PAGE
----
More than any other sound bar available today, the Yamaha YSP-5100 delivers a single-single speaker home theater solution without making too many compromises. It's one of the few sound bars that actually does a credible job of creating virtual surround-sound effects, and it's packed with almost as many features (four HDMI inputs, analog video upconversion, automatic speaker calibration) as a standard AV receiver. It's also a powered unit, so it may be bulky, but it's a more simplified approach than unpowered sound bars that require a separate AV receiver.
As much as we liked the YSP-5100, we ultimately have a hard time giving it an unequivocal recommendation. It's currently selling for about $2,000, which is much more than its competitors and doesn't include the price of a separate subwoofer--which many competing systems include. Furthermore, when we tested it side-by-side with the almost identically featured YSP-4100 ($1,700 street price), we found no appreciable drop-off in sound quality. Yamaha's high-end digital sound projectors are excellent products for the niche they serve, but we'd recommend buyers in this price bracket still go with the cheaper YSP-4100.
Mainstream sound bars get sleeker and slimmer, but Yamaha's YSP-5100 is unapologetically big. Although thinner than some previous Yamaha YSP systems, it still comes in at a mammoth 47.25 inches wide, 8.38 inches high, and 3.5 inches deep. With that height it's unlikely to fit below your TV without blocking part of the screen, as it did in our test environment. The best bet is to have it wall-mounted, although you'll need to be clever about hiding all the wires that need to be connected to it. So yes, the YSP-5100 can deliver single-speaker simplicity, but you'll have to plan ahead to really take advantage of the design.
Large footprint aside, the YSP-5100 doesn't draw attention to itself. The majority of its front is covered by a matte-black speaker grille, with a strip of glossy black running along the bottom. Behind the speaker grille is Yamaha's unique speaker design, with a total of 40 separate 1.5-inch drivers and two 1-inch tweeters that work together to reflect sound off walls and create a surround-sound effect. There's an LCD screen in the center of the glossy black strip for volume level and other basic indicators.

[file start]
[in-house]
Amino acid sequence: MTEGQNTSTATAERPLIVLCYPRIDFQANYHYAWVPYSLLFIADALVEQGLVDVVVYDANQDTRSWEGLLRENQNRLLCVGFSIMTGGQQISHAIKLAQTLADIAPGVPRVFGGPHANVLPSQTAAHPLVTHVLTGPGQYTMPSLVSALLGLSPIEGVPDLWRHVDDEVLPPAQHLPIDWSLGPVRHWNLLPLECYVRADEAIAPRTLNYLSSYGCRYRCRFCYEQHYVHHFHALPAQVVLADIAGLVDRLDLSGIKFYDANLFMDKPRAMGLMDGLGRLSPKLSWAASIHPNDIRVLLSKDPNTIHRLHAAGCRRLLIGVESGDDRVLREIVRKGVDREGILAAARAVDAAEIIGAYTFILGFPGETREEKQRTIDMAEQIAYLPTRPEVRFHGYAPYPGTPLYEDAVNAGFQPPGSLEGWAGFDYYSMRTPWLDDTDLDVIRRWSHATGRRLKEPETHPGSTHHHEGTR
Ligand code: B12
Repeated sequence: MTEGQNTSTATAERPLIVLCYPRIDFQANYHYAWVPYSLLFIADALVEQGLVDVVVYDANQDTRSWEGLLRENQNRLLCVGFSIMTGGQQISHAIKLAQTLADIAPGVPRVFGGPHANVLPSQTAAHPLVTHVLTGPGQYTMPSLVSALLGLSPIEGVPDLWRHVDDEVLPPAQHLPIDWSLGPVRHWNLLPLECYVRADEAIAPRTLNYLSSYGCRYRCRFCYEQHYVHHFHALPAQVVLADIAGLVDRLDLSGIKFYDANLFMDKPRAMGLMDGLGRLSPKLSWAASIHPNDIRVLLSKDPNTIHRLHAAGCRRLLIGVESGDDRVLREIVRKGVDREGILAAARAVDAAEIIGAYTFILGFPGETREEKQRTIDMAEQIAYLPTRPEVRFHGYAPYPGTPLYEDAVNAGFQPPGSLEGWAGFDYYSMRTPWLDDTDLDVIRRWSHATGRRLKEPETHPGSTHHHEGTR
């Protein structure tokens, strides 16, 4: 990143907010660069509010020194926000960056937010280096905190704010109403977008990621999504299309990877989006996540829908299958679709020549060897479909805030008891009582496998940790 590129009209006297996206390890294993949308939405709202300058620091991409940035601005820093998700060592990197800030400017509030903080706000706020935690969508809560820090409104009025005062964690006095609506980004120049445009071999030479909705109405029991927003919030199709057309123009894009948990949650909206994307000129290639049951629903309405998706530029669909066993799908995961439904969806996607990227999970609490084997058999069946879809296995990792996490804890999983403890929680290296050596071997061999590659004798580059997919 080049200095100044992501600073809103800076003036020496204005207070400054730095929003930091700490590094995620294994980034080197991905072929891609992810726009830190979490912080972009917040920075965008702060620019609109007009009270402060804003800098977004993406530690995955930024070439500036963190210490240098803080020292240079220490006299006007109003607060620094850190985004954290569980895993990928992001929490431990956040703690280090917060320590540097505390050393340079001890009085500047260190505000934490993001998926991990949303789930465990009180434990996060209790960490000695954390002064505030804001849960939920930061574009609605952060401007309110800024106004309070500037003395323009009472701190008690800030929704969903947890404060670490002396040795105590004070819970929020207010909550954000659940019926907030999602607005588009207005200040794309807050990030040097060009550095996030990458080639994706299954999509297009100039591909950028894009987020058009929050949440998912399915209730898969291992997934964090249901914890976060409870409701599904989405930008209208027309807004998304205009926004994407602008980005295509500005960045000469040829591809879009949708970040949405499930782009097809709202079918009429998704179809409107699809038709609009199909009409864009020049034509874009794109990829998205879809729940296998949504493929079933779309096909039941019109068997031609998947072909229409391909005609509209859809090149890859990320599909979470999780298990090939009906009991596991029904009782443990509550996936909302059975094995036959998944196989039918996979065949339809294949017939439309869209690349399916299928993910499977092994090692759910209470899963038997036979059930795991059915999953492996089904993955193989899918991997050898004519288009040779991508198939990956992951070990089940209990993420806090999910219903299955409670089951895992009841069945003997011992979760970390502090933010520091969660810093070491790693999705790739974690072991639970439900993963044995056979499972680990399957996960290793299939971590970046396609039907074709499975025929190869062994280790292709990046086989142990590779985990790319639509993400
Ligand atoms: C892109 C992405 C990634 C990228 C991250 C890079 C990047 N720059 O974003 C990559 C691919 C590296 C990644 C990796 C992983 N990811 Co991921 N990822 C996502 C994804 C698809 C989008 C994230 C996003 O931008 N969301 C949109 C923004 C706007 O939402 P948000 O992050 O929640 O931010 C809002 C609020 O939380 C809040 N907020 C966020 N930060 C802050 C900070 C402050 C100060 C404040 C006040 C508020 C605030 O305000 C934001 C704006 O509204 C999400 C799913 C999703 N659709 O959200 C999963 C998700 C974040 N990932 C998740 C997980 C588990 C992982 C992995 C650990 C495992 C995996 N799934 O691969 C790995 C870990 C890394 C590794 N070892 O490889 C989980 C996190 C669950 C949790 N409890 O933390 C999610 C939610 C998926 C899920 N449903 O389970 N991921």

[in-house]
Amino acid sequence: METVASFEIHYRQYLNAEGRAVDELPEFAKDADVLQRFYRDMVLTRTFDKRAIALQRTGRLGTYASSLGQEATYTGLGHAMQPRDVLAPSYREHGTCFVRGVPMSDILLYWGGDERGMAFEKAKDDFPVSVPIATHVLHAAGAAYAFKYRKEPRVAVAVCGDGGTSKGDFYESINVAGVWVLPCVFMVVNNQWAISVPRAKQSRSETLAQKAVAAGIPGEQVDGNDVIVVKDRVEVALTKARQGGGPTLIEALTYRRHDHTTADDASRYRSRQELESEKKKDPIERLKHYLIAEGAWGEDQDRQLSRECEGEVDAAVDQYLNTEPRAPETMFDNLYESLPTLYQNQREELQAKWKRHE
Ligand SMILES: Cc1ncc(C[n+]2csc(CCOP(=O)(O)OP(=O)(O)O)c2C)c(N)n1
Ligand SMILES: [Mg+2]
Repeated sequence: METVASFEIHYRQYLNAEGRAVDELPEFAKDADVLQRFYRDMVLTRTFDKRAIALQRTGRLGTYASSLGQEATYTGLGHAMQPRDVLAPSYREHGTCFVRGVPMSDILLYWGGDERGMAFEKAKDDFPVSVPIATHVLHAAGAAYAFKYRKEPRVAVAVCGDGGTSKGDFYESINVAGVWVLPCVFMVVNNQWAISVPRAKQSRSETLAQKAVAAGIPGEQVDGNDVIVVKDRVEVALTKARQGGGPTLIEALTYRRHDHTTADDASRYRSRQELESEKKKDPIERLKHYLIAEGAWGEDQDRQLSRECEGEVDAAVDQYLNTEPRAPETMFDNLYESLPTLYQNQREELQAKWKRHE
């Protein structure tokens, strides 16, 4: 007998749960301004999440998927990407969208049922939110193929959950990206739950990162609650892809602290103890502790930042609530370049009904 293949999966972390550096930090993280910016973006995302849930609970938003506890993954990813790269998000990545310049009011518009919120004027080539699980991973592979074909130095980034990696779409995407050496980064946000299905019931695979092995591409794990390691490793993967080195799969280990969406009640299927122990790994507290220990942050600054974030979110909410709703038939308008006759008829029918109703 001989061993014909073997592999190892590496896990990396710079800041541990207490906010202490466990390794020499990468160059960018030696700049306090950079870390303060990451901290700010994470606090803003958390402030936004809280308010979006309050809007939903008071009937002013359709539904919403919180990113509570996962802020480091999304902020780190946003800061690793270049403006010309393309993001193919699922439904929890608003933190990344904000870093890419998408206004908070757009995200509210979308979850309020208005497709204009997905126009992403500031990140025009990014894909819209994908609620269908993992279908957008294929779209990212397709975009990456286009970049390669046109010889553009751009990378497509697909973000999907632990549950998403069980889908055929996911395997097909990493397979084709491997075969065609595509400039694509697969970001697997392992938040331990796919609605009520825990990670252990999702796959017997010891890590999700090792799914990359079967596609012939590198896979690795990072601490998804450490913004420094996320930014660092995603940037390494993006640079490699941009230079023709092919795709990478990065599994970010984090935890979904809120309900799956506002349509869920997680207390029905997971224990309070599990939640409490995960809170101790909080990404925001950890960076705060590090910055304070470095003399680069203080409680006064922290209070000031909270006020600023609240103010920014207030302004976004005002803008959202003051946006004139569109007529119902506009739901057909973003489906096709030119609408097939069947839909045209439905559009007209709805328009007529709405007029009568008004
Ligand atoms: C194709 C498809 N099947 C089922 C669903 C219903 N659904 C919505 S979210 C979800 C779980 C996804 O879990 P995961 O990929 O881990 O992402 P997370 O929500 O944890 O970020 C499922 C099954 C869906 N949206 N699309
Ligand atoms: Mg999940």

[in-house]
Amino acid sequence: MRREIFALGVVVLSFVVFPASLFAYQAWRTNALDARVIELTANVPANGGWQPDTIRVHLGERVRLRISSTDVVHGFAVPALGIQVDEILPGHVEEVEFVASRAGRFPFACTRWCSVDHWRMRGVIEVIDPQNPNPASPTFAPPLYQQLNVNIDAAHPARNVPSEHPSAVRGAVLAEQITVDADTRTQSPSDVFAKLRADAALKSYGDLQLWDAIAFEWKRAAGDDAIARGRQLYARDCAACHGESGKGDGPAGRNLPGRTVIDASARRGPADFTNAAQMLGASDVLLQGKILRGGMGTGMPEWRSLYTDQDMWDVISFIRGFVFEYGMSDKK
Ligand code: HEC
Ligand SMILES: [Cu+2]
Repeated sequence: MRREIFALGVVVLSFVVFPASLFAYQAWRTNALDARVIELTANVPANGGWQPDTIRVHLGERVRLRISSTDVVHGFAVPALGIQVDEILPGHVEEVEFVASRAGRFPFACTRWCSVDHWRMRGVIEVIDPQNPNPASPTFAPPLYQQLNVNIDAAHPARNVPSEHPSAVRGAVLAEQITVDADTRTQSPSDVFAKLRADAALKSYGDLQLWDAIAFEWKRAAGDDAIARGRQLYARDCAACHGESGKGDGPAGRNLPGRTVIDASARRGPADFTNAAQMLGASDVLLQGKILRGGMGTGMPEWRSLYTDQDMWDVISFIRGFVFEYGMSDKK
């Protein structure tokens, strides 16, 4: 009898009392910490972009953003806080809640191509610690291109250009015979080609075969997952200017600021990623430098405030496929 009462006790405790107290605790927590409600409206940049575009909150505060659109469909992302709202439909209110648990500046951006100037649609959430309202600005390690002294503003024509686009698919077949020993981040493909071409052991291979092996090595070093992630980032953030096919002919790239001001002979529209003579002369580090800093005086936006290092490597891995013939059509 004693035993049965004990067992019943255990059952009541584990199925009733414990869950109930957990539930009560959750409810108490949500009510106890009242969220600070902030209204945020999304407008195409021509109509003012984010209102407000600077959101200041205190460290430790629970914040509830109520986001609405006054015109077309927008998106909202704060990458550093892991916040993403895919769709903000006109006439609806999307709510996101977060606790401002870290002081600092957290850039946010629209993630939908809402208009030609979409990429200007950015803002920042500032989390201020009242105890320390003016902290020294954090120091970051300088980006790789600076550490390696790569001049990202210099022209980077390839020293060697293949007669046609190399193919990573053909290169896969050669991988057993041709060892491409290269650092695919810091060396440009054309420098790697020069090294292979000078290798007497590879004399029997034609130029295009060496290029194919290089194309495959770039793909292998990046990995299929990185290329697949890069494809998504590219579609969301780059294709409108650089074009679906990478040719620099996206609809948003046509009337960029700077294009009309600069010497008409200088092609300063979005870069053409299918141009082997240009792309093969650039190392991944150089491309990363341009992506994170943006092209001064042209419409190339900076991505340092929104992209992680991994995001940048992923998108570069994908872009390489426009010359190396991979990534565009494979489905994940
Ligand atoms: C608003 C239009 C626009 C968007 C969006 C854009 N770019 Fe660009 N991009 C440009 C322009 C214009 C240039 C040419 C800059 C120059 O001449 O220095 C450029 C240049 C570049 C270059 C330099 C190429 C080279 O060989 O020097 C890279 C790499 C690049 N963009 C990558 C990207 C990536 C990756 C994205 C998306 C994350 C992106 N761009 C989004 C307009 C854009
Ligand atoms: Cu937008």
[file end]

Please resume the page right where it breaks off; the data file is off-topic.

The included remote is serviceable, although we found the button layout and tiny labels disappointing at this price level. Unfortunately the most important control, volume, is lumped in with two other commands (TV volume and channel); we would have preferred a large rocker button set off from the rest of commands. If you're spending this much on a sound bar HTIB, you owe it to yourself to pick up a quality universal remote.
Though the YSP-5100 clearly has more functionality than any other sound bar we've tested, it is missing a few features found on similar systems that cost much, much less. The YSP-5100's HDMI inputs do not support 3D video pass-through, which means you'll need to run a separate HDMI cable directly to your 3D HDTV--and an audio cable to the YSP-5100--to utilize 3D functionality. We don't consider it a huge loss, since 3D is still in its infancy and it's unclear whether it will take off, but it's a little disappointing considering units like the Panasonic SC-HTB10 ($200) and the Sony HT-CT150 ($300) both support 3D pass-through.
Unlike many less-expensive competitors, the YSP-5100 does not include a subwoofer--wireless or otherwise. The Yamaha's sound quality is good enough that you don't necessarily need one (more on this in the performance section), but nonetheless a sub would offer a significant improvement. If you want that improvement you'll have to purchase one separately, further driving up the expense.
On the upside, we appreciated the front-panel LCD display, which makes it easier to make sound level adjustments and switch inputs. It's also worth pointing out that the YSP-5100 features a basic, text-based graphical user interface (GUI), so you can make adjustments using menus on your HDTV. Aside from the YSP-4100, we're not aware of any other sound bar home theater system that offers a GUI (excluding systems with a built-in disc player).
|HDMI inputs||4||Analog audio inputs||2|
|Optical inputs||2||Coaxial inputs||1|
|Minijack input||No||Max. connected ext. devices||7|
Along with similar the YSP-4100, the YSP-5100 offers by far the most connectivity of any sound bar home theater system that we've tested. Most important are its four HDMI inputs, which should be enough for all but the most complex home theaters. Most sound bar HTIBs don't have any HDMI functionality, but it's worth pointing out that two much cheaper options exist: Sony HT-CT150 (three HDMI inputs) and the Panasonic SC-HTB10 (one HDMI input).
The rest of the YSP-5100's connectivity is generous, too. Three digital audio inputs along with two stereo analog audio inputs are enough to handle any older, non-HDMI devices you still have. We're surprised that the YSP-5100 doesn't offer a minijack input, but it does include the YIT-W10 wireless iPod dock, discussed later.
The YSP-5100 also has a generous allotment of "input labels" (such as "HDMI 1" or "Aux 1"), allowing you to connect and switch between seven total devices using the sound bar. That's much more than a standard sound bar home theater system, which usually maxes out around three.
In addition to the HDMI inputs, the YSP-5100 also supports analog video and includes both a component video input and a composite video input. It's also capable of analog video upconversion, which means that analog video signals can be output over the HDMI output. Though there aren't many analog video devices left (mostly just the Nintendo Wii), it's a nice extra feature and allows you to make one less connection directly to your HDTV.